In this sense, AI has all the features of what economists call a general purpose technology (GPT). In economics, a GPT is defined as a generic technology, which (1) can be improved, (2) can be widely used and applied, and (3) expands the space of possible innovations and investments. Similar to historical GPTs, such as the steam engine, electricity, or microelectronics, these new interconnected and interdependent AI-based technology systems and markets have not only the potential to enable innovations in products, processes, and organizational structures — as previous GPTs did — but also to radically transform our economic, social, political structures.

AI has all the defining features of previous technological revolutions — it is becoming a cluster of interrelated generic technologies and organizing principles that are starting to spread far beyond the confines of a specific industry. At the core of all the previous technological revolutions has been an all-pervasive low-cost input, often a new material or energy source combined with novel products, processes, and infrastructures. Similar to electricity, steam, or microelectronics, AI — fueled by GPU-accelerated computing, massive increases in available data, and drastically reduced costs — seems to be on the cusp of becoming such a cheap and ubiquitous new input. Similar to steam in the 18th century or electricity today, distributed AI could soon power almost all products and processes and deeply permeate existing and novel infrastructures and industries.

Indeed, AI could become the “new electricity.” We are not there yet. But given Perez’ model of diffusion and adoption of technological innovation, we may indeed be at the cusp of a revolution.

AI STARTUP SHERPA WINS THREE PRESTIGIOUS AWARDS IN TWO MONTHS

AI STARTUP SHERPA WINS THREE PRESTIGIOUS AWARDS IN TWO MONTHS

STARTUP SHERPA WINS THREE PRESTIGIOUS AWARDS IN TWO MONTHS

  • SHERPA has been awarded three major awards in the past two months. The Red Herring 100 Winner Europe 2017, the White Bull Award and the Best Mobile App Award
  • SHERPA was a finalist at CognitionX, an awards ceremony in London which recognises excellence in Artificial Intelligence, where it was surpassed only by Deep Mind (Google)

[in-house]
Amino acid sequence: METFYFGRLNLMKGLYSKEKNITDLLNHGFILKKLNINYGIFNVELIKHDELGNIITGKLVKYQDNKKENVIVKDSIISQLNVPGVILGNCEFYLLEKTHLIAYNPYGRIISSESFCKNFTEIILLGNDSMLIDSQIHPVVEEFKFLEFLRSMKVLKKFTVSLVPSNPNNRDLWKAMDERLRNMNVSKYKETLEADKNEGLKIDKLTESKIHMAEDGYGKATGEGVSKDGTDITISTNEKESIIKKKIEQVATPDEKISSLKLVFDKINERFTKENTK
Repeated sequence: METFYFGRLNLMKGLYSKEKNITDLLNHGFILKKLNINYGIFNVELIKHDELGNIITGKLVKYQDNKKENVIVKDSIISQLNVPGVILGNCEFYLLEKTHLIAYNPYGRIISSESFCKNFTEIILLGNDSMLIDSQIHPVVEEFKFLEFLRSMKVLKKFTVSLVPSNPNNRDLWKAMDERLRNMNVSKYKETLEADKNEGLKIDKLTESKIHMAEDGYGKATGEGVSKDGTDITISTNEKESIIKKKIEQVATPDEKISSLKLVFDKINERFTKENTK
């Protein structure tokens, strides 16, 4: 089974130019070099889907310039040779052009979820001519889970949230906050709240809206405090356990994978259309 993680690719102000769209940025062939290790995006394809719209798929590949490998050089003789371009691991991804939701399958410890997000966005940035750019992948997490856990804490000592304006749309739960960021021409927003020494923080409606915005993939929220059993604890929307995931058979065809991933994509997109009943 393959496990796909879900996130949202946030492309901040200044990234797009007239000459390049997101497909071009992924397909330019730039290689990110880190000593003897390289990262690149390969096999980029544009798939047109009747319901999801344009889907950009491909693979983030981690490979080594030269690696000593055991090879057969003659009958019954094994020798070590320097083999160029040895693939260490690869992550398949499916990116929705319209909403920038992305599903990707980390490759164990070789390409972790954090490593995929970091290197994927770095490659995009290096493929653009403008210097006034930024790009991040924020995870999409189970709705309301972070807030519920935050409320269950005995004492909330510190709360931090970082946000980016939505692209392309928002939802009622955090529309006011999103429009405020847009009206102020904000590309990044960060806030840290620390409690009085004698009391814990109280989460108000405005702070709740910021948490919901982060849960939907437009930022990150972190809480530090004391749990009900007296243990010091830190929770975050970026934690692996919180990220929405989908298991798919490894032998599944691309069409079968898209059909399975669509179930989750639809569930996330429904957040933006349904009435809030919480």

• SHERPA has also been featured by the technology consultancy GARTNER as one of the top three intelligent apps of the moment

 

Bilbao, June 29th, 2017 – SHERPA, the predictive Artificial Intelligence platform, has been recognised as one of the best European startups, winning three major awards in the past two months. SHERPA, a personal assistant which integrates with smart devices, has been awarded the Red Herring Europe Winner 2017, the White Bull Award 2017 and the Best Mobile App Award.

The Red Herring Top 100 Europe celebrates the top private companies in the European region. Red Herring’s editorial team analyses hundreds of cutting edge companies and technologies and selects those that are positioned to grow at an explosive rate.

The White Bull Awards, held in association with the multinational Qualcomm, bring together Europe’s top technology and media leaders, entrepreneurs, innovators, investors, and visionaries. They select the best startups in Europe based on the criteria of innovation, leadership, growth and potential for growth.

CognitionX, in association with the Alan Turing Institute, awards the best and most innovative contributions to Artificial Intelligence of the year in a ceremony in London. SHERPA was shortlisted in the Best Innovation in Artificial Intelligence category, surpassed only by Google Deep Mind.